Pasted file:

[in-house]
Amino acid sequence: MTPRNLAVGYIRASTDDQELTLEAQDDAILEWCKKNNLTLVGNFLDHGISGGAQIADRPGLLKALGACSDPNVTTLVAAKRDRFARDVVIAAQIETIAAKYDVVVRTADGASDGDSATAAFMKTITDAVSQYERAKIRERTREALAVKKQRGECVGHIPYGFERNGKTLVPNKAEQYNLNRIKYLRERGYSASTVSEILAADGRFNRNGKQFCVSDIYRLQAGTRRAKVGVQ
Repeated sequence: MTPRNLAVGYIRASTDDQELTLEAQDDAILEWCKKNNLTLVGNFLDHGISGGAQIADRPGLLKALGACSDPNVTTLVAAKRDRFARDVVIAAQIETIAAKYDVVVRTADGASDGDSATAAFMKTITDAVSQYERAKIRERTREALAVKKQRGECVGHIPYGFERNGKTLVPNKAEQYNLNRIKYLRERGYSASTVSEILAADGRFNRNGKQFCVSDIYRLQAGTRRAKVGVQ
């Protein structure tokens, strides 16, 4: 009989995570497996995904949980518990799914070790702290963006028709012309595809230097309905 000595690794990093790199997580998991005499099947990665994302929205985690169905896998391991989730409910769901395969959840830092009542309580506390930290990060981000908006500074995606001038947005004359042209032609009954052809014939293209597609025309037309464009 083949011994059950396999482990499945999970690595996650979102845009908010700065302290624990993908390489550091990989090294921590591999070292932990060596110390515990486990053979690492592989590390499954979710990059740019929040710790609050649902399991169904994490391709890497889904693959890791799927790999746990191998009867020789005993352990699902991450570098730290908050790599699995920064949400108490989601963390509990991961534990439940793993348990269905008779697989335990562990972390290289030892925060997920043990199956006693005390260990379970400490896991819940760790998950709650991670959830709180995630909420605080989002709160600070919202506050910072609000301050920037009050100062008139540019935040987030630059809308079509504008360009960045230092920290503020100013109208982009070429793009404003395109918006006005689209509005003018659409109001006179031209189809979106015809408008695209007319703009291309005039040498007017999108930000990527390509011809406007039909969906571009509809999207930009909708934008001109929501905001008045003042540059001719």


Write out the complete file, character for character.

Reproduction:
[in-house]
Amino acid sequence: MTPRNLAVGYIRASTDDQELTLEAQDDAILEWCKKNNLTLVGNFLDHGISGGAQIADRPGLLKALGACSDPNVTTLVAAKRDRFARDVVIAAQIETIAAKYDVVVRTADGASDGDSATAAFMKTITDAVSQYERAKIRERTREALAVKKQRGECVGHIPYGFERNGKTLVPNKAEQYNLNRIKYLRERGYSASTVSEILAADGRFNRNGKQFCVSDIYRLQAGTRRAKVGVQ
Repeated sequence: MTPRNLAVGYIRASTDDQELTLEAQDDAILEWCKKNNLTLVGNFLDHGISGGAQIADRPGLLKALGACSDPNVTTLVAAKRDRFARDVVIAAQIETIAAKYDVVVRTADGASDGDSATAAFMKTITDAVSQYERAKIRERTREALAVKKQRGECVGHIPYGFERNGKTLVPNKAEQYNLNRIKYLRERGYSASTVSEILAADGRFNRNGKQFCVSDIYRLQAGTRRAKVGVQ
């Protein structure tokens, strides 16, 4: 009989995570497996995904949980518990799914070790702290963006028709012309595809230097309905 000595690794990093790199997580998991005499099947990665994302929205985690169905896998391991989730409910769901395969959840830092009542309580506390930290990060981000908006500074995606001038947005004359042209032609009954052809014939293209597609025309037309464009 083949011994059950396999482990499945999970690595996650979102845009908010700065302290624990993908390489550091990989090294921590591999070292932990060596110390515990486990053979690492592989590390499954979710990059740019929040710790609050649902399991169904994490391709890497889904693959890791799927790999746990191998009867020789005993352990699902991450570098730290908050790599699995920064949400108490989601963390509990991961534990439940793993348990269905008779697989335990562990972390290289030892925060997920043990199956006693005390260990379970400490896991819940760790998950709650991670959830709180995630909420605080989002709160600070919202506050910072609000301050920037009050100062008139540019935040987030630059809308079509504008360009960045230092920290503020100013109208982009070429793009404003395109918006006005689209509005003018659409109001006179031209189809979106015809408008695209007319703009291309005039040498007017999108930000990527390509011809406007039909969906571009509809999207930009909708934008001109929501905001008045003042540059001719």